A new report jointly released by the University of North Carolina System and the NC Community College System recommends changes to the state grant programs that serve university and community college students. The report, titled “Strengthening North Carolina’s Need-Based State Grant Programs to Support Student Success,” reflects the work of the North Carolina Student Aid Study Group, an initiative chaired by NCCCS President Peter Hans and UNC System President Emeritus Margaret Spellings and made up of practitioners, financial aid experts, and policymakers drawn from UNC system institutions, community colleges, and the State Education Assistance Authority (NCSEAA).
Over the past eight months, the Study Group examined the current state of the Education Lottery Scholarship, UNC Need-Based Grant, and the Community College Grant, which collectively provide $165 million in scholarships each year to help North Carolina residents pay for college. The Study Group asked a number of key questions:
- Are our grant programs designed to maximize access and success for all UNC System and community college students?
- How do students and families learn about these opportunities?
- Do the programs create incentives for timely degree completion?
- Are our student aid programs designed to meet the needs of nontraditional students?
“Our students need us to simplify and streamline state grant programs and ensure they are aligned with retention and degree completion goals,” Hans said. “Aid is a critical tool for students to accelerate their academic success and expand their economic opportunity. We will build on the Student Aid Study Group’s work and continue to better align state investments with the needs of North Carolina students.”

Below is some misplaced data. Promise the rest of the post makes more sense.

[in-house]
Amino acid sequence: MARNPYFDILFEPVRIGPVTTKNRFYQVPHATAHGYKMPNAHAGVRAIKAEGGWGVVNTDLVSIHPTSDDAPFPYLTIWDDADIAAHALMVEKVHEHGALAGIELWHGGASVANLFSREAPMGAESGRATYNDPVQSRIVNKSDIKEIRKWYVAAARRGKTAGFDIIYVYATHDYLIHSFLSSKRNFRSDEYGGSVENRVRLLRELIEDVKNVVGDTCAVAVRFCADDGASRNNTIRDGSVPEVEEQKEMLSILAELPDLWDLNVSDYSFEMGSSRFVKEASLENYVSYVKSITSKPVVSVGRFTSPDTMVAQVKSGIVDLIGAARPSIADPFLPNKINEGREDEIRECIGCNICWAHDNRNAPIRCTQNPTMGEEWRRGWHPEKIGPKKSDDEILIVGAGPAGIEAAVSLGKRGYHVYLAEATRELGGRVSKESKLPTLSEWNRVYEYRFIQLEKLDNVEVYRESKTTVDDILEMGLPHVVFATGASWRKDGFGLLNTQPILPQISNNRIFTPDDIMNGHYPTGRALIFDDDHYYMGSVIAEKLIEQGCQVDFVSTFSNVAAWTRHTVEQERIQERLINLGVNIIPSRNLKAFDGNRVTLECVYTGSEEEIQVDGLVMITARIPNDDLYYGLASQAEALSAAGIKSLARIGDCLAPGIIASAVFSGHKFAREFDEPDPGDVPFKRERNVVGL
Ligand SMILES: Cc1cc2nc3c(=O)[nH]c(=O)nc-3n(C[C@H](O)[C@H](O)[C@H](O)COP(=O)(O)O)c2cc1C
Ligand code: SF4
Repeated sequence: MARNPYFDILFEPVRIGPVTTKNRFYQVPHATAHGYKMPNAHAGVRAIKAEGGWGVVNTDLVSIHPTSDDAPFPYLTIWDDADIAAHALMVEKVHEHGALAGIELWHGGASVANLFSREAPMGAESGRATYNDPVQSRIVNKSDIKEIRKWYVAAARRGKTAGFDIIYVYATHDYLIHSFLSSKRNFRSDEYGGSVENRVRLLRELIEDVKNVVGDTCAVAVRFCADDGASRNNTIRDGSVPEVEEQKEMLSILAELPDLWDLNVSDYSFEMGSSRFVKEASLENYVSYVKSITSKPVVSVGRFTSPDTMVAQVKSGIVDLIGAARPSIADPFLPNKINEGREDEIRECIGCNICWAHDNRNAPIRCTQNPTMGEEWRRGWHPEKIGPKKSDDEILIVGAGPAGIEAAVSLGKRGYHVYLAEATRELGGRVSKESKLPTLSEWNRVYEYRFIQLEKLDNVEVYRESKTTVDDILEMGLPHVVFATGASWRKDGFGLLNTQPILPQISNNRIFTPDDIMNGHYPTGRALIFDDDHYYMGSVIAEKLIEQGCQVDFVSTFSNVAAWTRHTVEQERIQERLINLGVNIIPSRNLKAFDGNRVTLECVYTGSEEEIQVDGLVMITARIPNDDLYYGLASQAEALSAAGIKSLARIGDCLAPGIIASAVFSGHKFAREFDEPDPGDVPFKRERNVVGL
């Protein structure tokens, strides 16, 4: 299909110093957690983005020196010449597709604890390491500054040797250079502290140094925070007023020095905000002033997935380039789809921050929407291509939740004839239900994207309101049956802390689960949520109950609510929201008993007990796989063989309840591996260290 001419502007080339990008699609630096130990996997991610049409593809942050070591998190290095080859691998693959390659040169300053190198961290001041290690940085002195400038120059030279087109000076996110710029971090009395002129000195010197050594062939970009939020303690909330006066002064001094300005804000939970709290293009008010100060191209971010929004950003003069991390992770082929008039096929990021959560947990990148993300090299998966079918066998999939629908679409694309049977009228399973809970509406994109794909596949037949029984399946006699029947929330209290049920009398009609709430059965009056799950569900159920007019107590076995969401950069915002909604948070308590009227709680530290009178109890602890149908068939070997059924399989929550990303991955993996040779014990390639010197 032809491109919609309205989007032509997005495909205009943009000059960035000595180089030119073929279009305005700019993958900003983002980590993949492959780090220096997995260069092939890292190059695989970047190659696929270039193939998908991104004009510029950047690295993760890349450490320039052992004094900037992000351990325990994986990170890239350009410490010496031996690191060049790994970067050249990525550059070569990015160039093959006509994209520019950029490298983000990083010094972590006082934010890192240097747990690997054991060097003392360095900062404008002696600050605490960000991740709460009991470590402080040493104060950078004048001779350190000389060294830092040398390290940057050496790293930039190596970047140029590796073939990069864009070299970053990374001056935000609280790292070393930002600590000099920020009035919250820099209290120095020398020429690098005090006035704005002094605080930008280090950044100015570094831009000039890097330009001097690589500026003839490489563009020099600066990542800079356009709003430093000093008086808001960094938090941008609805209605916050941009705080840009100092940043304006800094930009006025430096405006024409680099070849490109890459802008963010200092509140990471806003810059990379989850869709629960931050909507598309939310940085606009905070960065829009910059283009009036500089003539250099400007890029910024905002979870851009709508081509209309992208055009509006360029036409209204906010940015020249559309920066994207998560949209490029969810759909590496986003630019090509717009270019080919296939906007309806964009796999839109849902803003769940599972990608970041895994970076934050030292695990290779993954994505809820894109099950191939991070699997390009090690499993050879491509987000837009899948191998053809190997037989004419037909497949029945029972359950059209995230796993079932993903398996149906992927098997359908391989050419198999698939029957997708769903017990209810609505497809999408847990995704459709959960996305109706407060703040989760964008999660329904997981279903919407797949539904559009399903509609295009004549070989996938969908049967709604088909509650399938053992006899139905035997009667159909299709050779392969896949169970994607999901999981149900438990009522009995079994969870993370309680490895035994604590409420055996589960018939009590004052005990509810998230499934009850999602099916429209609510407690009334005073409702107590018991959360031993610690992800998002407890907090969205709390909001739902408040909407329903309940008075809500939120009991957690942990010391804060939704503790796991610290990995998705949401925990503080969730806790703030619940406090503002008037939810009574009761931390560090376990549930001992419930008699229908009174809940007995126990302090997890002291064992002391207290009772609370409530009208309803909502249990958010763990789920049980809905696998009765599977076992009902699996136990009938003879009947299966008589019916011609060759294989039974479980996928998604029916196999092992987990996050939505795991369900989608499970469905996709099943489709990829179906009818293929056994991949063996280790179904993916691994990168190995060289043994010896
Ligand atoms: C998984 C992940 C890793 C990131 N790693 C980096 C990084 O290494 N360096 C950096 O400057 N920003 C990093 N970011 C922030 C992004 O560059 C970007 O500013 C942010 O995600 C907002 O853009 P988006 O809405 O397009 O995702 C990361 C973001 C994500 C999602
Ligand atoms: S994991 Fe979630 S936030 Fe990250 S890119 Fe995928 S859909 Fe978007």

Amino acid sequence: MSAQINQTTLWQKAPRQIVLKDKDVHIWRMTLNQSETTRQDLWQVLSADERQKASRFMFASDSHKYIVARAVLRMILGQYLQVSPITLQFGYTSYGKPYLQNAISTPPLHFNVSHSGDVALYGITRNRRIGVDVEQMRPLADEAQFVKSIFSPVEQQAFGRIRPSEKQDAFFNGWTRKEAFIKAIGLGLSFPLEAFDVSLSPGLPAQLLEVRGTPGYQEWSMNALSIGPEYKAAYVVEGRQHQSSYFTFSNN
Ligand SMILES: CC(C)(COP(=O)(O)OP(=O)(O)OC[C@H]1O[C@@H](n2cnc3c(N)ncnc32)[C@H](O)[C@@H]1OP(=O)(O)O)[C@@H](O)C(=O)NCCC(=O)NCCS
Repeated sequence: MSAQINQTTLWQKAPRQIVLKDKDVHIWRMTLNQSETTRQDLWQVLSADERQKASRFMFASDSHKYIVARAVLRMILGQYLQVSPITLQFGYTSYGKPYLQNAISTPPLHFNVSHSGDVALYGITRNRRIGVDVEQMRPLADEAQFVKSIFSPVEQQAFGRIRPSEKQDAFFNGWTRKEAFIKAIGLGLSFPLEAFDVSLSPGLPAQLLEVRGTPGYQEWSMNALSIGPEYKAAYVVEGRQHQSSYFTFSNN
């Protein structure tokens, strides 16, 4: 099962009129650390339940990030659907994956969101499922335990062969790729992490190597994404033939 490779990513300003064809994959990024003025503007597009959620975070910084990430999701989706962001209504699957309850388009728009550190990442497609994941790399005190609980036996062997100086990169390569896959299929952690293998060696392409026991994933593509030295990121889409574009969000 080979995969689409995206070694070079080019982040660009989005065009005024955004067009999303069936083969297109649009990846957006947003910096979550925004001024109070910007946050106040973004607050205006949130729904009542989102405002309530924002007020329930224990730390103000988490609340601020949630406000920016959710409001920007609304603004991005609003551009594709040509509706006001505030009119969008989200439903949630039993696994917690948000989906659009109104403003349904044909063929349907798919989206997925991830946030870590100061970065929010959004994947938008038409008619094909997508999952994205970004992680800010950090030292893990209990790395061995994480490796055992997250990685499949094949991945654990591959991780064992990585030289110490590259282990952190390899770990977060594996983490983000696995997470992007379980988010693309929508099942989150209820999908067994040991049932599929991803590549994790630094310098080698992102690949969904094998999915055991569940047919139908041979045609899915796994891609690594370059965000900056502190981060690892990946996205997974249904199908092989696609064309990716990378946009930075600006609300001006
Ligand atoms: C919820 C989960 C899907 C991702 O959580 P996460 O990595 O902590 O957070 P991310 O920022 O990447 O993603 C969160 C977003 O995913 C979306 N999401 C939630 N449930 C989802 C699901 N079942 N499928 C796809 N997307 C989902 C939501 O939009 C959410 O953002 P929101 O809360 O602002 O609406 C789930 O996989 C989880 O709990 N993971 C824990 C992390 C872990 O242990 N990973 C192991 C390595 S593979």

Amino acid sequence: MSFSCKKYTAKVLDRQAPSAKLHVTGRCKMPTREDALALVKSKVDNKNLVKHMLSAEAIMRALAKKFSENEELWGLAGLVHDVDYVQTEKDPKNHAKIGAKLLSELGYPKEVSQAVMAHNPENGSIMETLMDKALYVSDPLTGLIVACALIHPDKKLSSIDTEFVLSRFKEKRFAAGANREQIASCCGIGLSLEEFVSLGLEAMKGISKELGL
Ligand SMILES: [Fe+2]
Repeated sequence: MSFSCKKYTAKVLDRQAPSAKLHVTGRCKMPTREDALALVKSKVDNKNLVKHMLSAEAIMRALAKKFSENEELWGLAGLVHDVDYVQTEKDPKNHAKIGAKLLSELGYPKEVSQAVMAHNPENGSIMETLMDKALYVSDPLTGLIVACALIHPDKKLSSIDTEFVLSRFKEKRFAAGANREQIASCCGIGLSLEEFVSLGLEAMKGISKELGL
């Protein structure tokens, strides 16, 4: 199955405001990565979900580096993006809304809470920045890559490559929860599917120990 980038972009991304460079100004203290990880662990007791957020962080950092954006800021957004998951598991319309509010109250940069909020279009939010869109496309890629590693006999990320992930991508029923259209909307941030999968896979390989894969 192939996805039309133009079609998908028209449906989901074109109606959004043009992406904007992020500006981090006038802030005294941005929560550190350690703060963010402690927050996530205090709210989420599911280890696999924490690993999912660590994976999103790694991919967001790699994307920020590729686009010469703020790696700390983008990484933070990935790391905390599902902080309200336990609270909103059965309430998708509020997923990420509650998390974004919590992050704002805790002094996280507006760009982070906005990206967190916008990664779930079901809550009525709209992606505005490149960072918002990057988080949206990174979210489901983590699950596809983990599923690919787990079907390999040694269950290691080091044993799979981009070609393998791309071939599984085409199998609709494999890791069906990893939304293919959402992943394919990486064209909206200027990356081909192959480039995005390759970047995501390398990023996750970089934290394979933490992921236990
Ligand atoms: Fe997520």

The study resulted in 15 key recommendations in four core areas:
- creating a financial aid system that is simple, transparent, targeted and accessible;
- promoting early awareness of financial aid offerings;
- incentivizing student success to reduce time to degree completion; and
- testing innovative ideas and evaluating the effectiveness of current programs.
“We are excited to deliver these recommendations that, if implemented, will help more North Carolinians plan for education beyond high school, enroll in a public college or university, and complete a degree or certificate once they arrive there.” said Dr. Andrew Kelly, senior vice president for strategy and policy for the UNC System who was part of the joint steering committee. “By making our primary state grant programs more effective, these evidence-based reforms will increase the return on state investments.”
The North Carolina Student Aid Study Group was created by leadership at both the University of North Carolina System and North Carolina Community College System and supported by the John M. Belk Endowment. The group was made up of representatives from the UNC System, NC Community College System, the State Education Assistance Authority, a joint steering committee with membership from both system offices, and external partners.
A copy of the report is attached and can also be accessed, along with a list of Study Group members and other supporting documents, can be viewed here.